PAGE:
This is our second caravan trip to Europe and on both occasions we have gone via Eurotunnel. We have looked at ferry alternatives but on balance, the cost, frequency of trains, easy boarding, speed of crossing and ability to stay with car/caravan make it a no-brainer for us.
Once again we paid for the trip, OK, 50% of it, with our Tesco clubcard reward points. We achieve this purely through use of a Tesco credit card paid off “In Full” every month. The reward points used to be higher and the rewards better but Tesco have realised too many people like us don’t darken their doors or pay interest on their credit. I digress, anyway £50 reward points is tripled to £150 towards our train tickets.
Leaving the M20 at J11a you follow the cars (not the Trucks) to the automated check-in booths, the touch screen process is simple because the camera recognises your car registration and just asks you to confirm your booking, including option to switch to earlier crossing, which we accepted. It prints a ticket ‘hanger’ with a large printed letter (we were ‘P’) that is your crossing identifier. You hang this from your rear view mirror, ultimately it gets scanned by an attendant on the train.
Now rest, if you have time, the next part looks like a motorway service station but no reversing required. You park up while large boards indicate the status, in English and French, of each ‘Letter’ to proceed or await boarding. The timing is quite accurate so you may have time for a big ‘Full English’ or some last minute travel accessories.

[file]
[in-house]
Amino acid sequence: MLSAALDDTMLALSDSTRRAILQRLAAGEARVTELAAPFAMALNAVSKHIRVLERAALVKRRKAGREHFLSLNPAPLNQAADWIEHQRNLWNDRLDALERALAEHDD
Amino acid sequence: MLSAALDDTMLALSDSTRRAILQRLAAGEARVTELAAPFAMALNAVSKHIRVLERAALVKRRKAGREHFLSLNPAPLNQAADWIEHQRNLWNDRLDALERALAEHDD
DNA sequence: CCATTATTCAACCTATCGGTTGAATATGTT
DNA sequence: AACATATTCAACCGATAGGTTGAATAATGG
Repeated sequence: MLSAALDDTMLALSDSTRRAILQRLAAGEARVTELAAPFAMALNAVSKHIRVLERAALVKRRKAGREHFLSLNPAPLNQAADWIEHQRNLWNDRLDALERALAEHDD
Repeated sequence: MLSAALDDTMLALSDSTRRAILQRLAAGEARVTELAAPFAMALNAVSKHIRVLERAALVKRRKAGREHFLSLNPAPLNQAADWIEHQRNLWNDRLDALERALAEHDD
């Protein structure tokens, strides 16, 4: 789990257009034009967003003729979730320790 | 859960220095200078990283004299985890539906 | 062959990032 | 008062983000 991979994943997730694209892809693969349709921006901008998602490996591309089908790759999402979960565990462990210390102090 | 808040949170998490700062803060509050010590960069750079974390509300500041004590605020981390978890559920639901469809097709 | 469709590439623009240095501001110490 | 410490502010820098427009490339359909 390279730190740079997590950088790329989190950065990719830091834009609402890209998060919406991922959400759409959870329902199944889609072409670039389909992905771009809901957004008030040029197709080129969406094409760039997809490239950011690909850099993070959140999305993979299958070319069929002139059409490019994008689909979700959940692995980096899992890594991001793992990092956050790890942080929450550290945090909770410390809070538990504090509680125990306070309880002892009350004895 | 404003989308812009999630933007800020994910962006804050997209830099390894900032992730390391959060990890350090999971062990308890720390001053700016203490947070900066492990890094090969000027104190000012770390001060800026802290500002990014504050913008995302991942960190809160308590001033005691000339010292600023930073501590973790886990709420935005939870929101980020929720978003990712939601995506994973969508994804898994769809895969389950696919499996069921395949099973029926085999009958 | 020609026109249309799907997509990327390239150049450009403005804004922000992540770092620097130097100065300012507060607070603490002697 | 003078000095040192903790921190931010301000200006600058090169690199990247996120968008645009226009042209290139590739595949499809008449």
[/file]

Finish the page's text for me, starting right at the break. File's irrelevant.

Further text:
Your turn, the board display informs you to proceed for boarding, there is a big ‘To France’ direction sign to help guide you, not that you have any other option at this point. Next is Passport control and security. A small ten minute queue today for us, not sure what kids holidays would be like. Only two lanes open today, a French car to our left tried to jump lanes, the Brits bristled and suddenly glued their bumpers to each other. So funny really, everyone is ending up on the same train anyway plus I realised she was obviously Left Hand Drive and our lane was being served left side.
A big hand of authority said ‘Stop’. “Please drive into Lane 2 to be checked” while all the solo cars headed for the train. I had pictures in my mind of rubber gloves in a private room, no, “can you open your Gas locker so we can check the gas tanks are closed”, phew, “have a good day”.
Nearly there, one last point where they calculate the length of your outfit and tell you which lane to await final boarding. Then wait for green lights and head for the train.
Until the you first board a train you will probably worry about boarding, don’t, the access point is very generous giving plenty of room to get straight for the drive through each carriage. Keep a couple of car lengths back from the vehicle before you and hang back when they slow/stop as you may not fit in same carriage as them, the staff will guide you. Then stop, handbrake on, engine off, select 1st gear, windows half way down, relax.
We got in the caravan and cracked open the butties and pies whilst enjoying the journey in comfort, admittedly, it was rocking a bit. No sooner had we finished the butties and sunlight of the French variety was flooding into the carriage.
Departing is easier than boarding, you drive out the front end of the train and without being stopped again are filtered directly to the French motorway routes. If it’s your first time ‘on the right’ you will be anxious but signage is good and junction entries/exits extend better than UK ones so you have more time to merge, within minutes you will wonder why you worried. You may find our previous blogs: Towing in France and Low Emission zones and Road Tolls may be useful too.
We will probably make use of a surface sea crossing one day in the future, maybe for Spain, but for now Eurotunnel gets our vote.
A short two minute video of our actual boarding process can be viewed via this link: Boarding EuroTunnel with a Caravan